This speech was delivered on 20 June 2013 in the NSW Upper House. You can read the original contribution online here.


Mr DAVID SHOEBRIDGE [4.11 p.m.]: Forestry in New South Wales has been under pressure for some time. Unsustainable wood supply agreements have led to the clear-felling of forests and frequent breaches of threatened species licences and consistent financial losses have rightly led to calls for an urgent review of Forests NSW, now known as the Forestry Corporation. Boral is one of the main players in this industry. It has operations across the State including, until this week, export woodchipping of native forests on the North Coast.
Woodchipping native forests is an idea whose time has well and truly passed. It has been one of this State’s most damaging industries. It has been responsible for the clear-felling of native forests to produce only minimal profits to the company involved, despite ever-larger taxpayer subsidies of logging operations.

As well as substantial reductions in demand, there has been a global move towards preference for wood products that come with ecological accreditation, which has had an ongoing impact on the woodchipping industry. Boral has struggled with low demand and low prices for a long time now. As a last ditch resort it applied to the Forest Stewardship Council for “controlled wood” certification of its products. Many consider it unlikely that fair audits of its operations would allow the awarding of such a certification, but we know that yesterday Boral made an announcement via a media release on its website that said:

      Boral will exit the residue and woodchip export business and sell the associated processing plant and equipment based at Tea Gardens and at the Port of Newcastle, in NSW.

Environmentalists, conservationists and forestry activists across this State have celebrated that announcement. Boral also said as part of its explanation:

        Boral Timber will exit the residue and woodchip export business at the end of June 2013 due to a substantial fall in demand driven principally by deterioration in price competitiveness due to the high Australian dollar.

Boral forgot to mention that an ongoing fact of the market is that mixed woodchip from unsustainably harvested forests obtains a very low price on the international market because that market is rejecting the kind of mixed, non-sustainable and ecologically damaging woodchip product that is produced from New South Wales native forests. While the outcome of Boral’s application to the Forest Stewardship Council is not yet known, we can suspect that Boral believes it has minimal chance of gaining certification because it has made a decision to sell its export arm and end woodchipping on the North Coast. That shows that Boral does not consider that its operations would meet even the relatively modest requirements for controlled wood certification in the Forest Stewardship Council accreditation scheme.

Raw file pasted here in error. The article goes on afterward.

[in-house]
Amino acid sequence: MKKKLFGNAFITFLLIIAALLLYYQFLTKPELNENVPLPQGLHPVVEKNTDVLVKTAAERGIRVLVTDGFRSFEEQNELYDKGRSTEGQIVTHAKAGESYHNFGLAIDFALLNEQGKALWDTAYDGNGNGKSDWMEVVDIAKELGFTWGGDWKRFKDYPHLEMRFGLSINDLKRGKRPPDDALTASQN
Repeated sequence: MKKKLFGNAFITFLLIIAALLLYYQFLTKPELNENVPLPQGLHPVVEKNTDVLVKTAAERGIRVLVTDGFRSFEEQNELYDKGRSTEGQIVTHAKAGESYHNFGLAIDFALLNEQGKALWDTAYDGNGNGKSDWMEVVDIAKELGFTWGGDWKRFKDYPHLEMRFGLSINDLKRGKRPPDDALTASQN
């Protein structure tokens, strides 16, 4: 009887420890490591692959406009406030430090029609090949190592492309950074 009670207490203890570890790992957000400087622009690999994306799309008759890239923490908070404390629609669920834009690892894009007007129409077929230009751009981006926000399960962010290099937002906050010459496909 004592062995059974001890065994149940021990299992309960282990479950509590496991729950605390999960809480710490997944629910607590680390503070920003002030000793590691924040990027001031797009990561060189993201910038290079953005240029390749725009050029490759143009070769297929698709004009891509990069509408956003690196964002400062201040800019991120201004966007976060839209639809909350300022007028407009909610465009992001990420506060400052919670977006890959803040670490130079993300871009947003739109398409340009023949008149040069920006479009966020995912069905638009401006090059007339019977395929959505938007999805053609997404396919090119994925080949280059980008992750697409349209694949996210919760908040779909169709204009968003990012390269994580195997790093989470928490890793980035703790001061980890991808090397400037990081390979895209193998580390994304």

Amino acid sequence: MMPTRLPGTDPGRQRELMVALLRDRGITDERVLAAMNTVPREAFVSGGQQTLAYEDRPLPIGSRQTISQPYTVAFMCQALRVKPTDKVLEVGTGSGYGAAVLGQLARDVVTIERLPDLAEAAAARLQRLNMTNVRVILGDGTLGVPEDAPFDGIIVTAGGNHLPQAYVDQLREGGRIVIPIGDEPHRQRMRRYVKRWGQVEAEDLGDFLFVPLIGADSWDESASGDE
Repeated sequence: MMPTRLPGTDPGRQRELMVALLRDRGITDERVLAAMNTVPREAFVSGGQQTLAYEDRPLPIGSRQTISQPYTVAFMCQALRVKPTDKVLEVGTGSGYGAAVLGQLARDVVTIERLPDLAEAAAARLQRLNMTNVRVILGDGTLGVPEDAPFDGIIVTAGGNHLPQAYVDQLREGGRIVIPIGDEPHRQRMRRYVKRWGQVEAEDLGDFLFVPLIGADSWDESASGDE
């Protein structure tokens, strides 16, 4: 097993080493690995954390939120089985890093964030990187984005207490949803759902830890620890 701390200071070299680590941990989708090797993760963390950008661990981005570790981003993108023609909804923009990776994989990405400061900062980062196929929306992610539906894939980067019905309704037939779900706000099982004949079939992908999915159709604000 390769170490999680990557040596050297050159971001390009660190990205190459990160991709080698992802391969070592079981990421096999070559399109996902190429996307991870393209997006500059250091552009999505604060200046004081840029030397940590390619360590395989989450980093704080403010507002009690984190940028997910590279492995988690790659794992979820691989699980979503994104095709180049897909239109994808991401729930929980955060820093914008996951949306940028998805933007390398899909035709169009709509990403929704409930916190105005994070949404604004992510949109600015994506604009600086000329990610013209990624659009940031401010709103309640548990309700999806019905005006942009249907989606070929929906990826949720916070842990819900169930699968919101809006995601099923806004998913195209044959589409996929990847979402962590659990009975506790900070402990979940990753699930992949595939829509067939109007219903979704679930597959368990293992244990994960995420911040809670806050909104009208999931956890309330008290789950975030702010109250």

Forestry activists and organisations such as the North Coast Environment Centre have played an important role in exposing the damaging practices of Boral and other logging companies in our North Coast forests. They also have exposed how little attention the Office of Environment and Heritage or Forestry NSW has paid to persistent breaches of licensing and logging conditions. That has included logging that damages some of our most iconic and vulnerable species such as the koala. Environment groups continue to closely monitor the actions of these companies and expose repeated breaches of threatened species licences and other environmental protections.

The native forestry sector in New South Wales receives an extraordinary amount of taxpayer money, and continues to operate at a loss. The proper response to such a situation is not to expand its operations with more taxpayer money or to let it move into national parks and other protected reserves. The proper response is to immediately take steps to minimise the negative ecological, environmental and financial impacts of this sector. Rather than heeding the Shooters and Fishers Party call to open national parks to logging in order to prop up this failing industry, the Government should read the writing on the wall. Conservationists have long argued that woodchipping operations are financially and ecologically unviable as an ongoing industry. Now, by their actions, logging companies including Boral, which is one of the biggest in this State, are saying the same thing. The truth is that our precious native forests will always be worth more in economic, environmental and social terms if they are left standing rather than being clear-felled for woodchips.